OCR’s investigation revealed the records had been withheld as the complainant’s insurance company had not paid the bill, but the complainant said the records were required in order to appeal the unfavorable decision, and that the records were necessary to file that appeal. While there was contact between OCR and ACPM Podiatry, ACPM failed to respond to OCR’s data access requests, OCR’s notice of proposed determination of a financial penalty, nor the Letter of Opportunity to provide evidence of mitigating factors, resulting in a civil monetary penalty being imposed.

Three of the enforcement actions stemmed from a HIPAA-covered entity failing to provide a patient’s nominated representative with a copy of the requested records when HIPAA allows the release of records to a personal representative. Two cases involved the withholding of a patient’s medical records due to outstanding medical bills. A patient’s right to obtain a copy of their medical records is not conditional on whether payment for medical services has been made in full.

A summary of each financial penalty has been provided in the table below.

HIPAA Covered Entity State Penalty Type Penalty Amount Individuals Affected Alleged Violation Reason
ACPM Podiatry IL Civil Monetary Penalty $100,000 1 Untimely Access Records not provided
Memorial Hermann Health System TX Settlement $240,000 1 Untimely Access Records not provided in full for 564 days from the initial request
Southwest Surgical Associates TX Settlement $65,000 1 Untimely Access Records not provided for 13 months
Hillcrest Nursing and Rehabilitation MA Settlement $55,000 1 Untimely Access Records not provided to a personal representative for 7 months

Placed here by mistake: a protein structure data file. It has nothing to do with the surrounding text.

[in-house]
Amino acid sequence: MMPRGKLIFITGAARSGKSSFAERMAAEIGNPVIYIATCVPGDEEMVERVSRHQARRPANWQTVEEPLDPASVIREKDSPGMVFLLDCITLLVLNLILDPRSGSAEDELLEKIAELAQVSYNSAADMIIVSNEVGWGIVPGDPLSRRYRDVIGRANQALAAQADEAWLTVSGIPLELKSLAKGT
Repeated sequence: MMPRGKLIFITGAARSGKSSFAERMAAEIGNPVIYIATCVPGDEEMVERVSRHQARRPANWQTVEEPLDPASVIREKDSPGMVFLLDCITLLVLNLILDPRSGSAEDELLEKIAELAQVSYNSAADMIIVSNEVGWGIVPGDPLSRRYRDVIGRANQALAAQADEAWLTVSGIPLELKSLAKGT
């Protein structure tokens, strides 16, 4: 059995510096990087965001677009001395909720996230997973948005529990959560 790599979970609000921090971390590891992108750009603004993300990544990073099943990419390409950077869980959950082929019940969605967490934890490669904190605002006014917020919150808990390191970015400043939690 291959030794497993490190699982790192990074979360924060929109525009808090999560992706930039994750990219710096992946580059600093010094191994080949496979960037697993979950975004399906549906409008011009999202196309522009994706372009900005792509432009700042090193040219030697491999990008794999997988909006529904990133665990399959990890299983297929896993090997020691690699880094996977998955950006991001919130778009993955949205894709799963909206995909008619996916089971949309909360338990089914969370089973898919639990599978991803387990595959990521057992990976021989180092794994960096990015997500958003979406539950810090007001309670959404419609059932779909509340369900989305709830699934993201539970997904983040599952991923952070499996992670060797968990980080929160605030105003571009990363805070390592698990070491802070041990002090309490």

MelroseWakefield Healthcare MA Settlement $55,000 1 Untimely Access Failure to provide records to a patient’s nominated representative for 4 months
Erie County Medical Center Corporation NY Settlement $50,000 1 Untimely Access Failure to provide the requested records to a patient’s nominated representative
Fallbrook Family Health Center NE Settlement $30,000 1 Untimely Access Unspecified delay in providing requested records
Associated Retina Specialists NY Settlement $22,500 1 Untimely Access Failure to provide patient with access to records for 5 months
Coastal Ear, Nose, and Throat FL Settlement $20,000 1 Untimely Access Failure to provide patient with access to records for 5 months
Lawrence Bell, Jr. D.D.S MD Settlement $5,000 1 Untimely Access Failure to provide records for more than 3 months
Danbury Psychiatric Consultants MA Settlement $3,500 1 Untimely Access Withheld records for 6 months as the patient had an outstanding medical bill

OCR has now imposed 122 financial penalties on HIPAA-regulated entities to resolve HIPAA violations since 2008. The latest batch of HIPAA penalties brings the total enforcement actions in 2022 involving a financial penalty up to 16, exceeding the financial penalties imposed in all of 2021 by 2.

Author: Steve Alder has many years of experience as a journalist, and comes from a background in market research. He is a specialist on legal and regulatory affairs, and has several years of experience writing about HIPAA. Steve holds a B.Sc. from the University of Liverpool.